The industry will return to growth in 2021, with a year-on-year revenue increase of 0.8% driven by pent-up demand in consumer broadband. This is a less pronounced rebound than for overall GDP. The sector will be 4% behind where we had previously expected it to be in 2021. Profits will be hit, but we do not expect the average EBITDA margin to fall by more than 2 percentage points. Operators will be able to manage their costs by deferring some capex, and scaling down opex where possible.
The consumer telecoms market is relatively resilient in an economic downturn. Consumer services, which account for the majority (68%) of telecoms revenue, tend to be more resilient than business telecoms services during economic downturns. The restrictions of movement in place in many countries and the emphasis on home working and entertainment means that fixed broadband services perform relatively well.
Business telecoms will be hit by the slowing economy. Large increases in unemployment, business closures and the overall decrease in economic activity will cause a sharp decline in business services revenue. Business mobile revenue, in particular, will struggle in 2020.
Capex will rebound quickly in 2021. Lockdowns will reduce capex and opex in 2020. Generally, capex will rebound quickly, but 5G capex recovery will be slower in Europe than elsewhere. The pandemic will reinforce and accelerate existing opex trends rather than introduce new ones. Profits will fall, but we do not expect EBITDA margins to fall by more than 2 percentage points.
Our impact assessment used an aggregate of data from 32 developed economies. The impact on telecoms markets will of course vary by country, as will the scale of the health and economic crisis. This document is an initial response from the Analysys Mason Research team. We are working on a more complete set of revisions to our market forecasts. At the time of writing, it is too early to make assumptions about the impact of the pandemic on emerging economies.
Telecom is regarded as a more resilient sector than most, performing ahead of general GDP trends. Analysys Mason expects telecom and pay-TV services to account for 2% of GDP in 2020, an increase from 1.9% in 2019. Consumer services account for 68% of telecom revenue, but the sector has been adversely affected by increases in unemployment, business closures and the overall decrease in economic activity.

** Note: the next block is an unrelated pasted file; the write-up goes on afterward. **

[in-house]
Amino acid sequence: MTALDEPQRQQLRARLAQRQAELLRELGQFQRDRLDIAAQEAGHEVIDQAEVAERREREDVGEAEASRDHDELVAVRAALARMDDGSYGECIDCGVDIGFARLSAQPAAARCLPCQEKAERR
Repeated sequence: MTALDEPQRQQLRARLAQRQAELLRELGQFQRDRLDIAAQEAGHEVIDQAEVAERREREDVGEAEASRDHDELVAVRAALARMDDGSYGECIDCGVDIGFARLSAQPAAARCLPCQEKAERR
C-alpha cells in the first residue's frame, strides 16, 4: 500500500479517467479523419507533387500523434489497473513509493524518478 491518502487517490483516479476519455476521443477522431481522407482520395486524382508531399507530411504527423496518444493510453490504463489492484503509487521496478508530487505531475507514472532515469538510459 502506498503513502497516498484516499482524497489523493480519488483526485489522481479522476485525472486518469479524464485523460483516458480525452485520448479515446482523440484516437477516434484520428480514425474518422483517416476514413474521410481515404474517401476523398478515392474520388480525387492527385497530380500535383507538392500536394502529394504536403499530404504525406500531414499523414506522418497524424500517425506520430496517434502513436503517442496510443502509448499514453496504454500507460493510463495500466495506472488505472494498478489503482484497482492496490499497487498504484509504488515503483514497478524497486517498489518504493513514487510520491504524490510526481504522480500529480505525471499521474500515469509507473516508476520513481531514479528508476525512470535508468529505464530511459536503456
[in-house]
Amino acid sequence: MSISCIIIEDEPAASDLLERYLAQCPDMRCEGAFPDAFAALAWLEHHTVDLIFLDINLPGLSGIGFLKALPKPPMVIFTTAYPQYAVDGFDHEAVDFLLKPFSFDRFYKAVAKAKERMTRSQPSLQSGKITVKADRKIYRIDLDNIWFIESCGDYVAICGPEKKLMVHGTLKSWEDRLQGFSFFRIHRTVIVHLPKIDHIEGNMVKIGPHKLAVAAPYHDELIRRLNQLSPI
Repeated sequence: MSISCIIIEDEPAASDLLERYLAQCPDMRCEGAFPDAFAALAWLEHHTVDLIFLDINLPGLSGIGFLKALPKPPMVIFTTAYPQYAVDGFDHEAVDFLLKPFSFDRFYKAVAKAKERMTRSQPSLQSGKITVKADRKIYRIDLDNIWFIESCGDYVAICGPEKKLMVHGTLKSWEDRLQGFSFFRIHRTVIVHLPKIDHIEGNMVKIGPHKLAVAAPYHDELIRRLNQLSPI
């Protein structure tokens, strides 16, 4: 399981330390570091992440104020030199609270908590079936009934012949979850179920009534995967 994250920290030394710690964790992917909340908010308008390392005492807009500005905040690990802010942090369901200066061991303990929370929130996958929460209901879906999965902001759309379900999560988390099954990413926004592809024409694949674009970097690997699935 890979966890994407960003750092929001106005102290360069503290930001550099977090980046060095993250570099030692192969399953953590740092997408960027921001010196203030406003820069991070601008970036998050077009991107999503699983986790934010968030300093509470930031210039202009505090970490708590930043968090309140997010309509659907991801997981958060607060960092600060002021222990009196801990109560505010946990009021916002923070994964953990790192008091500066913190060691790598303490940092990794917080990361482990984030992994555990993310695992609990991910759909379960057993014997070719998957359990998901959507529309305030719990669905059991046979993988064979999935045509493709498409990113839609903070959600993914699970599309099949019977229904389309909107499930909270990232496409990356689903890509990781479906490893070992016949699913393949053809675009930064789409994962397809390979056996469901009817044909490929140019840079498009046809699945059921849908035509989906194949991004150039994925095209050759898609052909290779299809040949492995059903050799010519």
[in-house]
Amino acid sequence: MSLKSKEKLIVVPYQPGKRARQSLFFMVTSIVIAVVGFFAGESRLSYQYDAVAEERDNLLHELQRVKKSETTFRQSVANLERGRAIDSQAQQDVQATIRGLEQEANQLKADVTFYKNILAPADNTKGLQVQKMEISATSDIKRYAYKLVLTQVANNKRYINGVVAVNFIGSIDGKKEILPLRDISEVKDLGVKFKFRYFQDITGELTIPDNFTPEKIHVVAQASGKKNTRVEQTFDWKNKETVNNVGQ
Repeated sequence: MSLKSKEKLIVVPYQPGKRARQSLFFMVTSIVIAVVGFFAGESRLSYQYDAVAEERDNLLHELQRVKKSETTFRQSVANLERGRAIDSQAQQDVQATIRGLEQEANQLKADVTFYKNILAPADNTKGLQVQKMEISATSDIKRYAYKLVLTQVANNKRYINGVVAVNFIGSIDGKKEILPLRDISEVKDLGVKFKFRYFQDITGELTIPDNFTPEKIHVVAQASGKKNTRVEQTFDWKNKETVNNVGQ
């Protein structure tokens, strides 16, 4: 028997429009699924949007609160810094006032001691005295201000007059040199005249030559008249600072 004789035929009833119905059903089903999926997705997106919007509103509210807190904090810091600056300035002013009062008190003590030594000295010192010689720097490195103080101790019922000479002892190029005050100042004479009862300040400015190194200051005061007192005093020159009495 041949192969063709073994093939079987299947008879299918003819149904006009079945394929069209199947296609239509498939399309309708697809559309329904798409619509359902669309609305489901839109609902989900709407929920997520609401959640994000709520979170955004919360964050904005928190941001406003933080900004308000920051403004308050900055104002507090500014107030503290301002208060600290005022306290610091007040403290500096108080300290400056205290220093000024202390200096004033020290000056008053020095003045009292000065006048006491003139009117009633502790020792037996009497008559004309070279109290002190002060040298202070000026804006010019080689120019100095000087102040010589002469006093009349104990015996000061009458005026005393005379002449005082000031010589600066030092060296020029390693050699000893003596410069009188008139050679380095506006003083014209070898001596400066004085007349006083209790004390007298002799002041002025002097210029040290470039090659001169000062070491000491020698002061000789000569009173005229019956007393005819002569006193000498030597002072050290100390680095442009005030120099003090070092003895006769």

Analysys Mason noted that operators should be able to limit the impact on profitability, with operator capex likely to fall in 2020. The pandemic will reinforce and accelerate existing downward opex trends rather than introduce new ones, the company added. “Profits will fall, but we do not expect overall EBITDA margins for the sector to decline by more than 2 percentage points,” it said.
Rupert Wood, research director at Analysys Mason and co-author of the report, said telecoms should stay healthier than almost any industry in this crisis.
“Telecoms should show some of the strongest post-crisis investment, in part because cashflow is more resilient in the telecoms sector than it is most others, and because some governments will emphasise 5G and fibre in stimulus packages,” Wood said in the report.
Certainly, it is difficult to predict what the full impact of COVID-19 will be once countries start to return to some sort of normality. Operators have been reporting high demand for broadband services, but shops have been closed, affecting sales, and opex is likely to decline. Analysys Mason certainly offers some reassurance to operators, predicting that telecom should stay healthier “than almost any industry” in this crisis, although the fates of individual operators will vary.